Kim Y.-I.,Center for Gastric Cancer | Choi I.J.,Center for Gastric Cancer | Kook M.-C.,Center for Gastric Cancer | Cho S.-J.,Center for Gastric Cancer | And 4 more authors.
Helicobacter | Year: 2014

Background: The long-term effect of Helicobacter pylori eradication in preventing metachronous gastric cancer (GC) development after endoscopic resection (ER) of early gastric cancer (EGC) remains controversial. The aim of this study was to investigate the effect of H. pylori status on the incidence of metachronous GC after ER during long-term follow-up. Patients and methods: We retrospectively reviewed the medical records of 374 patients who underwent ER for EGC. Helicobacter pylori status was assessed by histology, rapid urease test, and serology. According to the H. pylori status after ER, included patients were classified into H. pylori-negative group (n = 218), H. pylori-eradicated group (n = 49), and H. pylori-persistent group (n = 107). Metachronous GC incidence and risk factors according to H. pylori status were analyzed. Results: Median follow-up duration after ER was 4.3 years (range 1.0-11.3 years). During the follow-up period, metachronous GC had developed in 13 patients (6.0% [13/218]) in the H. pylori-negative group, 2 patients (4.1% [2/49]) in the H. pylori-eradicated group, and 16 patients (15.0% [16/107]) in the H. pylori-persistent group. Cumulative incidence of metachronous GC was significantly higher in patients with H. pylori-persistent group than in those with H. pylori-negative (p = .011, log-rank test) and H. pylori-eradicated group (p = .006, log-rank test). In a multivariate Cox proportional hazard model, age ≥65 years (hazard ratio [HR] 2.29, p = .038), family history of GC (HR 2.60, p = .014), and H. pylori-persistent status (HR 2.42, p = .019) were associated with metachronous GC development. Conclusions: Persistent H. pylori infection after ER may increase risk of metachronous GC development. © 2014 John Wiley & Sons Ltd.

Kim C.G.,Center for Gastric Cancer
Clinical Endoscopy | Year: 2013

Endoscopic forceps biopsy is essential before planning an endoscopic resection of upper gastrointestinal epithelial tumors. However, forceps biopsy is limited by its superficiality and frequency of sampling errors. Histologic discrepancies between endoscopic forceps biopsies and resected specimens are frequent. Factors associated with such histologic discrepancies are tumor size, macroscopic type, surface color, and the type of medical facility. Precise targeting of biopsies is recommended to achieve an accurate diagnosis, curative endoscopic resection, and a satisfactory oncologic outcome. Multiple deep forceps biopsies can induce mucosal ulceration in early gastric cancer. Endoscopic resection for early gastric cancer with ulcerative findings is associated with piecemeal resection, incomplete resection, and a risk for procedure-related complications such as bleeding and perforation. Such active ulcers caused by forceps biopsy and following submucosal fibrosis might also be mistaken as an indication for more aggressive procedures, such as gastrectomy with D2 lymph node dissection. Proton pump inhibitors might be prescribed to facilitate the healing of biopsy-induced ulcers if an active ulcer is predicted after deep biopsy. It is unknown which time interval from biopsy to endoscopic resection is appropriate for a safe procedure and a good oncologic outcome. Further investigations are needed to conclude the appropriate time interval. © 2013 Korean Society of Gastrointestinal Endoscopy.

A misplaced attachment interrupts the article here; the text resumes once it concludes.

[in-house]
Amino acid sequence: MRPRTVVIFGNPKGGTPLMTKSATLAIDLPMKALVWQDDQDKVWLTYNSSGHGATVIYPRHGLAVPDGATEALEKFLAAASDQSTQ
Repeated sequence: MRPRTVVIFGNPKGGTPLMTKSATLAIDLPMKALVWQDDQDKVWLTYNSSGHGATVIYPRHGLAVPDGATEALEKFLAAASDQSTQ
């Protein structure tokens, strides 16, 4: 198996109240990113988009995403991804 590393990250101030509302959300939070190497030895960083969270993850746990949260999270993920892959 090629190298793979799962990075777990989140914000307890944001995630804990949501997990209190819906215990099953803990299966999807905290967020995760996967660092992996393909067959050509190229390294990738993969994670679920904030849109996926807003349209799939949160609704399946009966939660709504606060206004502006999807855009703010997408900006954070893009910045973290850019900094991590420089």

Choi I.J.,Center for Gastric Cancer
Clinical Endoscopy | Year: 2014

Gastric cancer remains a major cancer problem world-wide and future incidence will likely increase due to rapidly aging population demographics. Population-based screening is being undertaken in Korea and Japan, where gastric cancer incidence rates are high, and seems to be effective in reducing mortality from gastric cancer. However, such strategies are difficult to implement in countries with a low incidence or limited resources. Thus, screening strategies should be directed towards high-risk population subgroups. Gastric cancer has a relatively long mean sojourn time, and prognosis of early-stage disease is excellent. In general population, screening at 2-year interval in Korea seems to be effective for early-stage diagnosis. In subjects with atrophic gastritis or intestinal metaplasia, surveillance is recommended at 1 to 3 years intervals according to European and Japanese recommendation. Screening intervals for family members with sporadic gastric cancer has not yet been adequately evaluated, but 1-year interval is recommended for hereditary diffuse gastric cancer family-members. Gastric cancer patients treated by endoscopic resection are the highest-risk group, and 1-year interval surveillance can detect most metachronous gastric cancers at an early stage. Future gastric cancer surveillance strategies using endoscopy should be guided by risk-stratification assessment, and further refinement of optimal surveillance intervals is needed. © 2014 Korean Society of Gastrointestinal Endoscopy.